The practice of PA was verified by the description of the accumulated activity, combining times and frequencies. Commuting to school (walking or cycling), Physical Education classes in school and other extracurricular physical activity were computed. The following categories were considered: inactive; insufficiently active (those who practiced PA weekly for 1 - 149 minutes and those who practiced PA weekly for 150 - 299 minutes); and active (300 minutes or more of PA weekly) [13] .

The following components of lipid metabolism were assessed: total cholesterol, HDL-cholesterol, non-HDL cholesterol and triglycerides, considering the references of the V Brazilian Guidelines on Dyslipidemia [6] : desirable TC < 150.0 mg/dL; desirable HDL-C ≥ 45.0 mg/dL; desirable non-HDL-c < 130.0 mg/dL and desirable TG < 100.0 mg/dL.

2.4. Data Collection Procedures

Data collection was performed after the clarification of all procedures adopted, including the need to fast for 12 hours prior to the day of blood collection. Parental consent was required by signing the Free and Informed Consent Form (ICF). Blood for the determination of lipids was collected in schools by specialized technicians at previously scheduled day, always in the morning. Samples were processed and analyzed by outsourced laboratory (enzymatic colorimetric method), hired for this purpose, with Lab-SPC/ML quality control seal.

2.5. Data Processing and Statistical Analysis

The forms were double entered and submitted for validation using the Validate Epi Info 5.3.2 software along with the SPSS (Statistical Package for Social Sciences) 22.0 for processing statistical analyses. Descriptive analysis of all variables was performed, with measures of absolute and relative frequencies for categorical variables and measures of central tendency and dispersion for continuous variables. For thesem, normality distribution by Kolmogorov-Smirnov test was also were tested. Significance level of 5% was adopted for all statistics.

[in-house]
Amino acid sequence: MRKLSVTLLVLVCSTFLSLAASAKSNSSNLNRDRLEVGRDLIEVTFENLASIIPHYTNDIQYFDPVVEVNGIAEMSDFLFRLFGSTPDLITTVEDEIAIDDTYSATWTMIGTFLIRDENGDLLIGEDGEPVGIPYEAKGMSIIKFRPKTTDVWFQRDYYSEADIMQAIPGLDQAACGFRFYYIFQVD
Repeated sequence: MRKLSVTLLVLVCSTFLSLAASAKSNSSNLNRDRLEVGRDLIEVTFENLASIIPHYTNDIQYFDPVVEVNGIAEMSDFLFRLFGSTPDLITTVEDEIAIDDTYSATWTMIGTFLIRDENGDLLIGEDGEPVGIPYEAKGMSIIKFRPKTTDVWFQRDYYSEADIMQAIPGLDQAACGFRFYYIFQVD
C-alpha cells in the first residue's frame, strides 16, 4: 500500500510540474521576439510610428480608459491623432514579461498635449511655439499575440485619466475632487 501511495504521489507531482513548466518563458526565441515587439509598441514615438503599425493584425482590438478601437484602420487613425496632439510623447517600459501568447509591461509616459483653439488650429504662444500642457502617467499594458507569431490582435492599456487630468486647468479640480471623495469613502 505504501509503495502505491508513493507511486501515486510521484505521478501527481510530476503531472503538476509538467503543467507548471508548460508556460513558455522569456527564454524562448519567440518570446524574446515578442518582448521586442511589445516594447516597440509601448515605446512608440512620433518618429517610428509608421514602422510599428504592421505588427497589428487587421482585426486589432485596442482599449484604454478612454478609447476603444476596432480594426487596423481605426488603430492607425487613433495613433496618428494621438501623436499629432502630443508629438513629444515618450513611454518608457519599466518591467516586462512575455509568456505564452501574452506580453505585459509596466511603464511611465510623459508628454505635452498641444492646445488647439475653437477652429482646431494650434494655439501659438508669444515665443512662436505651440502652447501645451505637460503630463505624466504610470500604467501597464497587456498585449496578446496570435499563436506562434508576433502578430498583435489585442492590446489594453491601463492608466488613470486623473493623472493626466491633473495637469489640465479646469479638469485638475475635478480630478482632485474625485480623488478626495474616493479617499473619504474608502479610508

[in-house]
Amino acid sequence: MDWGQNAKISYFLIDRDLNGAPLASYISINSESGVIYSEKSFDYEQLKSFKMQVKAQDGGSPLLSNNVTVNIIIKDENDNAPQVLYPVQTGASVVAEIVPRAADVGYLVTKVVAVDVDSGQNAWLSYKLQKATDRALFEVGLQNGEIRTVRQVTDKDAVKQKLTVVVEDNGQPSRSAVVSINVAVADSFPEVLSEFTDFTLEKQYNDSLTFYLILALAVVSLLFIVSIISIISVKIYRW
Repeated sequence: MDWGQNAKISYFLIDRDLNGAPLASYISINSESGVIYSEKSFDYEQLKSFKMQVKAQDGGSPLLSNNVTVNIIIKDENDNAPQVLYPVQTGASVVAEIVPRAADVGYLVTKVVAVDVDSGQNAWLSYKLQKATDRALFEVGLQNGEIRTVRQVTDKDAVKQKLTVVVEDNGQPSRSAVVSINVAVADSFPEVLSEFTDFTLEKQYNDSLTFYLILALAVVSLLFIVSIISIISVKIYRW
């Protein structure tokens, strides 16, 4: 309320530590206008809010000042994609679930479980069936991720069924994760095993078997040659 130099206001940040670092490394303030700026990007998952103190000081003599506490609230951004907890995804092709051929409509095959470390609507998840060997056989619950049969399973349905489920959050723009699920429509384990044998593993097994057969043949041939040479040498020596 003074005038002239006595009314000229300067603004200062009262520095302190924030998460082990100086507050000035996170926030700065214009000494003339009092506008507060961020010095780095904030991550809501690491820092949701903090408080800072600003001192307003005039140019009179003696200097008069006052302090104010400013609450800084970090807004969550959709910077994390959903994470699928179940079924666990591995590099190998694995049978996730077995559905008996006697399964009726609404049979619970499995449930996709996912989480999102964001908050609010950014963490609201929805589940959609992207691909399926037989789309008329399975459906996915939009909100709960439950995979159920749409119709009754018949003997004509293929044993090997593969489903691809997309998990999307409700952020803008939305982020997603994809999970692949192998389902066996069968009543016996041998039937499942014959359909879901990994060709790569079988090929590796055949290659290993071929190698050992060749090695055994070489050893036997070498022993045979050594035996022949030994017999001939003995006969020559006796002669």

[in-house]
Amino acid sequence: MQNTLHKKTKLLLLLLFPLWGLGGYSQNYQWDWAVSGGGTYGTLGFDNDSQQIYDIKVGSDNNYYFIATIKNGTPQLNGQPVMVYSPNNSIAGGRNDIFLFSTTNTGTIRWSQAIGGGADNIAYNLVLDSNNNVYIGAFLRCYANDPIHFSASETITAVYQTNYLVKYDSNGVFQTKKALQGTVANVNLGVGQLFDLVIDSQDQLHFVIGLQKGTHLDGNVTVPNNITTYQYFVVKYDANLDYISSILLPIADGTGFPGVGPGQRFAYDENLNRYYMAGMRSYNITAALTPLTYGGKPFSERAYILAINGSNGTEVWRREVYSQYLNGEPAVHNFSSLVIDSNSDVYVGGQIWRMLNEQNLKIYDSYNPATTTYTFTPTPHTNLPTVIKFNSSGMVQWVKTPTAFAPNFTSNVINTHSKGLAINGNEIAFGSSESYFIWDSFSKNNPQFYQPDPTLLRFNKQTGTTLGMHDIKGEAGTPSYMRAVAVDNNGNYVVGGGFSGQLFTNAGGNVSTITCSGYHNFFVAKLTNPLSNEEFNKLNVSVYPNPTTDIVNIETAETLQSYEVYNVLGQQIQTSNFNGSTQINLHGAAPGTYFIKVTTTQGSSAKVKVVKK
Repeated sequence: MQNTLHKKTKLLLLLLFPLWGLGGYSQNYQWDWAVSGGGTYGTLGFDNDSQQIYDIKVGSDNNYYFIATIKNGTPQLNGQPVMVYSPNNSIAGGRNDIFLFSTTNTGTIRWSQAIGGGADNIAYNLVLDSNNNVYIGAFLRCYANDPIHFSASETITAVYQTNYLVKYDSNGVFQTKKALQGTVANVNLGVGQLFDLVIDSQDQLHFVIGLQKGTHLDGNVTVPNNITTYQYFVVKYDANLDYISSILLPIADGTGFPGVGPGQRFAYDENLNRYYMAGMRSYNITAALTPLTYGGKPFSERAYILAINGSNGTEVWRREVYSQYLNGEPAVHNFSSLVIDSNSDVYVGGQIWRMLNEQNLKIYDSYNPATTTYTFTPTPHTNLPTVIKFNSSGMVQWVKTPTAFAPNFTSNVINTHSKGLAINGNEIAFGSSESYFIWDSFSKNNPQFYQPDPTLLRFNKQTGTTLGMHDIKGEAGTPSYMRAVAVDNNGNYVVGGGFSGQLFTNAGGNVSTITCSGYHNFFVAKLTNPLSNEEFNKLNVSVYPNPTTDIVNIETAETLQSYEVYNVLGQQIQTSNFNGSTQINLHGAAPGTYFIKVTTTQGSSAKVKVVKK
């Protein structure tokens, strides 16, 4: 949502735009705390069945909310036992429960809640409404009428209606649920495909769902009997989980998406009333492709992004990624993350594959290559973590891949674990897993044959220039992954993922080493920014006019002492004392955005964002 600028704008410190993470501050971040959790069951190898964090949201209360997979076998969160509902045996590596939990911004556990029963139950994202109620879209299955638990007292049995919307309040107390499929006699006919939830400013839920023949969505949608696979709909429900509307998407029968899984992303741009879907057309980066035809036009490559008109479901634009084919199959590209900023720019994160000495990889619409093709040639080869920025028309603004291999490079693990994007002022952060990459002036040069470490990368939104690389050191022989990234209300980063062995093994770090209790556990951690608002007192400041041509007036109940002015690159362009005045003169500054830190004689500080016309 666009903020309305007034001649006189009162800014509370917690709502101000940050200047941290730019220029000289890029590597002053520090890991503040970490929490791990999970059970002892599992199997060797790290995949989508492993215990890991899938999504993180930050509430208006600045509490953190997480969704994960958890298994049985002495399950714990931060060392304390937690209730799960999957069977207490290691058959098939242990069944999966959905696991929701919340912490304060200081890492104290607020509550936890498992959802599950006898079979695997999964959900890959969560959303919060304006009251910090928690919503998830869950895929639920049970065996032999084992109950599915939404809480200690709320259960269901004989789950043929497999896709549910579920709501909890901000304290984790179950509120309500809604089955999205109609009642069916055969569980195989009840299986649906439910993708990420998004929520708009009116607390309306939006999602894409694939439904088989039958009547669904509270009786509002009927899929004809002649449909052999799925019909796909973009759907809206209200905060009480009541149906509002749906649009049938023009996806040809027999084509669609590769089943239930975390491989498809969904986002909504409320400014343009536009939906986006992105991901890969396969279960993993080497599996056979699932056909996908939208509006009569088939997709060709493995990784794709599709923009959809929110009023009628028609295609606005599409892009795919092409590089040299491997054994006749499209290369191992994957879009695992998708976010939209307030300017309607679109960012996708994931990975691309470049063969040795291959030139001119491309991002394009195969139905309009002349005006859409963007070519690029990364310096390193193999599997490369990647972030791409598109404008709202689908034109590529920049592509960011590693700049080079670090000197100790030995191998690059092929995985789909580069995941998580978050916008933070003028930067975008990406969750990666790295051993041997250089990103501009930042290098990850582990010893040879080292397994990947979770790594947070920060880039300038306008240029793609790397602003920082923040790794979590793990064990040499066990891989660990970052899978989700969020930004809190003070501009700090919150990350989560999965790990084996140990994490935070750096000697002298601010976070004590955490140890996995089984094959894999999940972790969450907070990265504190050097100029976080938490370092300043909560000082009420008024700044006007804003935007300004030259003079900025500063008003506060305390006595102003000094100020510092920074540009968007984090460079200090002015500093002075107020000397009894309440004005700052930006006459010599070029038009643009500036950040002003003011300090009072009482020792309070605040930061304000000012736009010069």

The measures of association between variables (PA time and levels of lipids) were made by analysis of variance, considering probability less than or equal to 5% to reject the null hypothesis or no association. The association strength between variables was assessed by Pearson’s correlation test and Spearman’s for TC.

2.6. Ethical Aspects

The study met the criteria of ethical research with humans proposed in the letter of Helsinki and was approved by the Ethics Research Committee of the State University of Paraiba (ERC) (CAEE: 0077.0.133.000-12).

3. Results

Overall, 102 adolescents were evaluated. There were five losses by refusing to blood collection. Thus, the sample consisted of 97 adolescents. The average age was 16.4 ± 1.0 years. The prevalent gender was female (69.9%). With respect to skin color, more than half of the population (59.2%) was brown.

It was also observed that in most cases (88.3%), mothers were responsible for children and 26.2% had educational level corresponding to 12 years of study. As for the economy class, predominance of class C1 (37.9%) was found, according to criteria of BAPS (Brazilian Association of Population Studies) (Table 1).

The distribution of adolescents according to nutritional status was represented by 82% of normal weight, 12% overweight and 6% obese. No cases of low weight were recorded and mean BMI was 22.6 ± 5.8 kg/m2.

Although 16.5% prevalence of change in TC was recorded, which averaged 145.7 ± 28,125 mg/dL, 65.0% of adolescents had HDL below the expected value. Similarly, there was a percentage of 12.6% of non-HDL cholesterol and 22.3% of high TG. These values are troubling and suggest possible irregular diet and sedentary lifestyle (Table 2).

As for the practice of PA, adolescents had on average 303.9 ± 277.3 min/week. Such variability can be explained by the percentage of 3.1% of inactive and 20.6% of insufficiently active I and 40.2% of insufficiently active II, a total of 60.8% of insufficiently active. In contrast, although only 36.1% were being physically active, the number of minutes of PA tends to increase the average.

After normality distribution test, correlation between lipid profile and weekly time of PA was verified. Unlike reported in literature, the correlations were negative, showing an inverse relationship between these variables; however, the results were not statistically significant (Table 3).

4. Discussion

Among adolescents observed, females were prevalent, with 64.9%—similar to other studies [20] [21] . In relation to gender, it is worth mentioning that the serum levels of lipids and lipoproteins undergo important

Table 1. Socio-demographic characteristics of the adolescents of Campina Grande, PB, 2012-2013.

Table 2. Overall mean, standard deviation and percentage distribution of serum lipoproteins among adolescent of Campina Grande, PB, 2012-2013.

Table 3. Linear correlation for the practice of physical activity and lipid profile markers. Campina Grande, PB, 2012-2013.


variations attributed to sexual maturation—girls had higher mean TC, HDL and LDL levels and boys showed HDL inversely associated with testosterone levels [3] [8] [21] -[23] . In relation to skin color, most participants were brown (63.3%); however, no relationship between color and PA and HDL level was observed.